Ken Adam (production designer, Dr. Strangelove, Barry Lyndon): Stanley was hoping to do all of Barry Lyndon—or most of it—within literally 30 miles of his home in Elstree. At the time, A Clockwork Orange was a great success, but he had received a lot of threatening letters, which made him a bit reluctant to go to far-off locations. I told him that I couldn’t see that plan working out, because I knew where the suitable stately homes were situated, and with one or two exceptions, they certainly weren’t within that radius of Stanley’s house! His stance on the matter was enormously frustrating for me, but eventually, after five or six months, I got him to look at some of the stately homes [further away], and then to go to Ireland to shoot the Irish locations. Of course, once we were in Ireland, he wanted to do all of the continental sequences there, too.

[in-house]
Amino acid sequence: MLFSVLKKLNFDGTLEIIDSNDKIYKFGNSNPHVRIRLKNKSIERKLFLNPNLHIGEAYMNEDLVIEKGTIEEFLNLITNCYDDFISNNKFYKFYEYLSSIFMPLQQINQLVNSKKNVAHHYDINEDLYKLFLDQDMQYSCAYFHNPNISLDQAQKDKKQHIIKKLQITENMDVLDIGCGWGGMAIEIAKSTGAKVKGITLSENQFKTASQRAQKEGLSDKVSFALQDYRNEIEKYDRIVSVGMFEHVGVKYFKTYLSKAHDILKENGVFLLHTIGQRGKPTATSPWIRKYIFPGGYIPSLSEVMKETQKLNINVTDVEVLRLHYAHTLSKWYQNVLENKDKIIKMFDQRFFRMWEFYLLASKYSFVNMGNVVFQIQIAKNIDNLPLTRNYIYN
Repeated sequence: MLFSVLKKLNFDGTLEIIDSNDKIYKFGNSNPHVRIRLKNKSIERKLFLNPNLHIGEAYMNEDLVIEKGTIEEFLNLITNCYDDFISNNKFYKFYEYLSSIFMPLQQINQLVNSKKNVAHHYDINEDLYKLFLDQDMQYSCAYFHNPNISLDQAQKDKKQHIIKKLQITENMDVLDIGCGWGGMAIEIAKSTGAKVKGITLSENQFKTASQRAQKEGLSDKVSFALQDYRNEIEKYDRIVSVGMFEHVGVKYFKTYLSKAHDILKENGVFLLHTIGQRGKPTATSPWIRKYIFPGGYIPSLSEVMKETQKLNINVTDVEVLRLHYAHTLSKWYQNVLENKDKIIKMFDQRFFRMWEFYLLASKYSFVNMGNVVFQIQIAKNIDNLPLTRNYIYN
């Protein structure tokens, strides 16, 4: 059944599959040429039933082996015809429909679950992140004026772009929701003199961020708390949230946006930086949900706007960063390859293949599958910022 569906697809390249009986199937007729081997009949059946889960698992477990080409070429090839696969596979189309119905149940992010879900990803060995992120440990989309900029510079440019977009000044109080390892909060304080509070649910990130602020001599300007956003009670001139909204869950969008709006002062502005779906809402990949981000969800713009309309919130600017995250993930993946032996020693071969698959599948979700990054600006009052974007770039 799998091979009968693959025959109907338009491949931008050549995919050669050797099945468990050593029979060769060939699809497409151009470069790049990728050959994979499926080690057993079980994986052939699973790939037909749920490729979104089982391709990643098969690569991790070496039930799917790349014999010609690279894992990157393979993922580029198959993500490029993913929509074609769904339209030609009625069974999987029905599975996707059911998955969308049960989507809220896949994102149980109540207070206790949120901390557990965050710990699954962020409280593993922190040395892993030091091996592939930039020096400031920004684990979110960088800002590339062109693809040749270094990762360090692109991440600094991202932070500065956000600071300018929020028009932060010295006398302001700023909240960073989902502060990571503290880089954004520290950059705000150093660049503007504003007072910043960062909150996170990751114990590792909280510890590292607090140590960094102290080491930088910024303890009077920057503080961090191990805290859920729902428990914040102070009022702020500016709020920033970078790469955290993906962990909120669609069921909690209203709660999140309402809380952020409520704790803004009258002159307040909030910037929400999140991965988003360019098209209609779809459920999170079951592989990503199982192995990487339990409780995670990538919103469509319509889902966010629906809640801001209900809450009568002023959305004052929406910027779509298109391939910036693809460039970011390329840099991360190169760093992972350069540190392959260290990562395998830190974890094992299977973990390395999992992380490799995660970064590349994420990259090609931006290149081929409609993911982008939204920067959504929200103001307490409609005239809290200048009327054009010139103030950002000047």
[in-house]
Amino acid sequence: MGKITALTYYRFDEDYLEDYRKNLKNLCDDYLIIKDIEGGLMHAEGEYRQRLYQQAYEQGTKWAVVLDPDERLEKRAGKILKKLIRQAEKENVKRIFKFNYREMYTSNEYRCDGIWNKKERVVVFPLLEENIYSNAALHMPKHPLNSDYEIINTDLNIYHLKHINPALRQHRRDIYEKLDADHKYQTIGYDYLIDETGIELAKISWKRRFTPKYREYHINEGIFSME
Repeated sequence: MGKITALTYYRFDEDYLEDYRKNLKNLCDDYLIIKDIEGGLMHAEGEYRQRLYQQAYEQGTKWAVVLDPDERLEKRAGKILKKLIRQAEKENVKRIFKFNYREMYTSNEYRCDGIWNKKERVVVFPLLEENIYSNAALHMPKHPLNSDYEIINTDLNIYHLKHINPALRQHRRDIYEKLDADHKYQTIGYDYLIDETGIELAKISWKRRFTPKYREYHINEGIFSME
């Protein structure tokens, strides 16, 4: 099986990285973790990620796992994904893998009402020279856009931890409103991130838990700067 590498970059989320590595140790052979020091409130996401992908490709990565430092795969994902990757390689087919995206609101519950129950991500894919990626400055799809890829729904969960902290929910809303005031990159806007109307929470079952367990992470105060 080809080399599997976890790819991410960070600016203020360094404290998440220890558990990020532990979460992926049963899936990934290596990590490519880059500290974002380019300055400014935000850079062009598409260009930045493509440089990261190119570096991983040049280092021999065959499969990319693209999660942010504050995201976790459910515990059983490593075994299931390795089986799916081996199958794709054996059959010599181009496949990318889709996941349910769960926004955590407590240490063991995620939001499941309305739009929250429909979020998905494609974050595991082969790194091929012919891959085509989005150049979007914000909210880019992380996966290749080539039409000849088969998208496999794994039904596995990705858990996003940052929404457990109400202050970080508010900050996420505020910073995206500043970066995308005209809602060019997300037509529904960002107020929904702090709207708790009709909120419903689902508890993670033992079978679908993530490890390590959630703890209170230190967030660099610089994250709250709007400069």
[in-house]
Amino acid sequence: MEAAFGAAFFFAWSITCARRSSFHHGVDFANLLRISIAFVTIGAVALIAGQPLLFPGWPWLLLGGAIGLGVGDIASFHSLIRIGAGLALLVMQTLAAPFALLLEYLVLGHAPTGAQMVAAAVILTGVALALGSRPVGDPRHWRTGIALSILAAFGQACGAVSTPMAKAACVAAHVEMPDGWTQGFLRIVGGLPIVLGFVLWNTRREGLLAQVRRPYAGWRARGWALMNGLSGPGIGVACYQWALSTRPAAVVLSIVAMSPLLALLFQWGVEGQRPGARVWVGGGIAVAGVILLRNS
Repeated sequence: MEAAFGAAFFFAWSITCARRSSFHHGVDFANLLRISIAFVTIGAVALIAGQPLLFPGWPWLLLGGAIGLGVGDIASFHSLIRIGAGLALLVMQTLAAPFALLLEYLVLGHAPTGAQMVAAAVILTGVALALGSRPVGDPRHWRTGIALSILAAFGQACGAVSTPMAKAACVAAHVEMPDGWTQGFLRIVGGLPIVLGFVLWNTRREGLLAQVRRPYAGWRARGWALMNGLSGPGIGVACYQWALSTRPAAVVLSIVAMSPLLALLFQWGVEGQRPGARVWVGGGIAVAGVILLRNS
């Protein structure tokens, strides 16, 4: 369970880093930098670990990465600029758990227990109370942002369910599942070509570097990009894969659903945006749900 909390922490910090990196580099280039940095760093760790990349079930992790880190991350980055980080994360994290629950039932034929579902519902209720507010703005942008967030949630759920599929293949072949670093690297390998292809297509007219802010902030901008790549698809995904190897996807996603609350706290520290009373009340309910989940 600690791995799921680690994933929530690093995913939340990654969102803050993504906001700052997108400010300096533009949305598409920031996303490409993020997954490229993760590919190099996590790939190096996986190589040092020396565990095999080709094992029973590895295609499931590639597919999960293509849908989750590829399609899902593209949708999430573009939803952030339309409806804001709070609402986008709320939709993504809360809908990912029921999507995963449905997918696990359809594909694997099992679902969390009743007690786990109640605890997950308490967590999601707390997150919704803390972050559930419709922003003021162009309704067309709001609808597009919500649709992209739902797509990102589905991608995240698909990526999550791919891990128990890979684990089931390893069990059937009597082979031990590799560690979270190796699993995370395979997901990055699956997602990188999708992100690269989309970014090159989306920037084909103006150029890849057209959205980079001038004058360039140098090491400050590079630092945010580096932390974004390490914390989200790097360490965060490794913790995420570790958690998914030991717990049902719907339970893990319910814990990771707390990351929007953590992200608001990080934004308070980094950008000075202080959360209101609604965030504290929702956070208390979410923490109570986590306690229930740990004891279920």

John Alcott, BSC (camera assistant/cinematographer, 2001: A Space Odyssey; cinematographer, A Clockwork Orange, Barry Lyndon, The Shining): When you’re with Stanley, the working relationship benefits from picture to picture. We’ve collaborated together since 1965, and in working with him, there is always a different outlook, a different idea: ’Let’s try something different. Is there any way of doing this differently? Is there any way of making this much better than it was before?’ I feel that when you have as much time as we had on The Shining to—make sure that the sets are right and that the art director is building them to your lighting design, it is a great privilege. You don’t have that privilege when you work with somebody who lacks the visual perception that Stanley has. He is willing to bend over backwards to give you something you may desire in the way of a new lighting technique, which is a great help. As time goes on, Stanley has become more thorough and more exacting in his demands. One has to go away after having done a film with him, gather knowledge, come back, and try to put that knowledge together with his knowledge into another film. He is, and I’ve said this before, very demanding. He demands perfection, but he will give you all the help you need if he thinks that whatever you want to do will accomplish the desired result. He will give you full power to do it—but, at the same time, it must work. (From American Cinematographer Aug. 1980.)